Such a bland, generic, corporate name. For $6 million, a private prison conglomerate ought to get more out of Florida Atlantic University than “Geo Group” atop the entrance to a football stadium.
Geo? My first thought was that they’ve renamed the stadium after the Geo Metro, a very cute if not very reliable little box of a car, 1989 to 2001. However unappreciated by the buying public, that particular Geo garnered considerably more affection than the Boca Raton-based Geo Group, which no one ever described as cute.
Confused football fans might also think they’re attending a stadium named for Pakistan’s leading TV channel. Or the Spanish national police anti-terrorism unit, Grupo Especial de Operaciones. Or the gene database maintained by the National Center for Biotechnology, a GEO that might represent a rather more appropriate association for a public university.
Obviously, the Geo known, if not very well, as America’s second-largest private jailer needs to extract something more from FAU so the company can distinguish its naming rights from all those other Geos. For another million or so, the university could change its nickname, making it plain what kind of outfit just purchased FAU’s dignity. Players could be known as the “convicts” or “inmates” or “lifers” or “the fighting felons,” decked out in prison stripes. Me, I prefer “jailbirds,” which retains the ornithological bent of the team now known as the Owls. The ACLU website devoted a page disparaging the Geo deal under the banner, “Welcome to Owlcatraz.”
The ACLU and other civil rights, human rights, and immigrant rights groups have intimated that when FAU hawked naming rights to a prison outfit dogged by allegations of neglect, abuse and general chintziness, the university was, indeed, selling more than the sign fixed to the football stadium. But a soul seems a tough commodity to monetize.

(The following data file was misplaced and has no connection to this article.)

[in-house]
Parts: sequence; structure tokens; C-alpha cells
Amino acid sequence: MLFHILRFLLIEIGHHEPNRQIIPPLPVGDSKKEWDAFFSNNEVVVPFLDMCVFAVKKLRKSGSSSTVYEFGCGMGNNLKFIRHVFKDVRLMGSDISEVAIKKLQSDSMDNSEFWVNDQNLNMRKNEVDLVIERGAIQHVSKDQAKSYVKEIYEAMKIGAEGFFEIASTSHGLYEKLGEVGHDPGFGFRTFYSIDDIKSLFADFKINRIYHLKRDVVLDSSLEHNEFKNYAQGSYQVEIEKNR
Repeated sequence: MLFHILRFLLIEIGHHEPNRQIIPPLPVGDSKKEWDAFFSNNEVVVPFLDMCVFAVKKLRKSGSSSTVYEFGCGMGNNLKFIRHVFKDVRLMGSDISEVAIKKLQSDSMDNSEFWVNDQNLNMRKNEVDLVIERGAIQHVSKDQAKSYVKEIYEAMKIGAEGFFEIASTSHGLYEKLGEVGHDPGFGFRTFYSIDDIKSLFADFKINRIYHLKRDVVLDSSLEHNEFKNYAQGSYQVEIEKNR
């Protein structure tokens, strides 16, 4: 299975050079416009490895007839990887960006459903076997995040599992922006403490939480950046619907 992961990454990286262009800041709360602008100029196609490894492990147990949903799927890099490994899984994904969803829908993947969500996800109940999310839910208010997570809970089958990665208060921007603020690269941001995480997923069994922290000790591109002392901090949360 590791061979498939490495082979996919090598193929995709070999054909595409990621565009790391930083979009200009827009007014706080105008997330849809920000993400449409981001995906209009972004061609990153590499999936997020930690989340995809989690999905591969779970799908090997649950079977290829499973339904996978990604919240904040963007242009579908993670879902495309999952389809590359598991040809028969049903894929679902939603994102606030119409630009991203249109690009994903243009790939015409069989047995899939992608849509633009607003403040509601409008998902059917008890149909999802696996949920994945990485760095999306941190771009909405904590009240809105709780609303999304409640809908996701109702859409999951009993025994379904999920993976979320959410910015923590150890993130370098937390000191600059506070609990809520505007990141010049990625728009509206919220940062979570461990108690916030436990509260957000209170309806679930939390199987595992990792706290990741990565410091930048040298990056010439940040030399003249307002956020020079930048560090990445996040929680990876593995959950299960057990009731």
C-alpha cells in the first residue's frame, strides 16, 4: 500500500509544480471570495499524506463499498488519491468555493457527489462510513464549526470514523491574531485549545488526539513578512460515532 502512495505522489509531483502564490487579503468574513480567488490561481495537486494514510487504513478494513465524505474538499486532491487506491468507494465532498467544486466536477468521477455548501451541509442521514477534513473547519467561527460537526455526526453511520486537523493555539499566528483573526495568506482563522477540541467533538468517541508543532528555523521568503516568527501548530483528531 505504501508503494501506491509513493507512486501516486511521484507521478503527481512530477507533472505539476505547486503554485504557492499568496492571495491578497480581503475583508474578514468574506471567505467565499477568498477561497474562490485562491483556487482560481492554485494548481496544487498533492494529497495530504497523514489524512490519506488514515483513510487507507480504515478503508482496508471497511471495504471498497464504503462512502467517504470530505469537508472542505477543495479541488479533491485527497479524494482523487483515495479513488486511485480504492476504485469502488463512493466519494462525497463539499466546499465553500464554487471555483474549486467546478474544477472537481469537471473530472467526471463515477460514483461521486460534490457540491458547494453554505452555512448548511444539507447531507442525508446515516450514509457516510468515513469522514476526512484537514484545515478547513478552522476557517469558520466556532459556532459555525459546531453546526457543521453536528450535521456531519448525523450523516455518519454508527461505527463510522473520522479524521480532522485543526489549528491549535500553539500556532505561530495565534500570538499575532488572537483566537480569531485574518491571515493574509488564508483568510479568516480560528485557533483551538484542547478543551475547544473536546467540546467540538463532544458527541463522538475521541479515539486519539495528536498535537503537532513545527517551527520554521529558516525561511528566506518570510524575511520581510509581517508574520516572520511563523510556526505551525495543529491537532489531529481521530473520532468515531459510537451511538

Carl Takei, staff attorney at the National Prison Project for the ACLU, complained to reporters last week that FAU’s sugar daddy was a “terrible company with a well-publicized track record of abuse and neglect and FAU should be ashamed to be associated with them.”
FAU president Mary Jane Saunders called Geo “a wonderful company.” Perhaps her estimation was influenced by an acute need for money. Tainted or not. No questions asked.
The university spent $70 million building itself an on-campus stadium that opened in 2011. Apparently, Geo was the only corporate sponsor willing to pay a half-million bucks a year for an affiliation with FAU’s less than grand venture into bigtime football (58 wins and 74 losses all time, with a record of 1-11 in 2011, 3-8 last fall). So the university happily signed a 12-year deal with the company formerly known as Wackenhut. I’m guessing that it helped that Geo Chairman George Zoley has two degrees from FAU and once served as chairman of the school’s board of trustees.
But it’s not as if the Geo brand will be foisted on great teeming masses of football fans. The 29,000-seat stadium (think of it as the Hoosegow, though I’d settle for the Calaboose, or even the Joint) averaged only 13,459 attendees a game last fall.
Besides, other stadium tenants have sold out to questionable brands. Kansas City’s pro-soccer stadium just wiggled out, not very gracefully, from the deal to call itself LIVESTRONG Sporting Park with that unhappy association with the disgraced Lance Armstrong. In 2010, the Tampa Bay Rays roiled the Charlotte County Commission with the announcement that the practice facility once called Charlotte Sports Park had been re-christened, for $75,000 a year, “Mosaic Field.” The county had spent 10 years and $12 million fighting Mosaic, the world’s largest phosphate company, over its plans to dig mines along the scenic Peace River. County commissioners went berserk and the Rays backed down.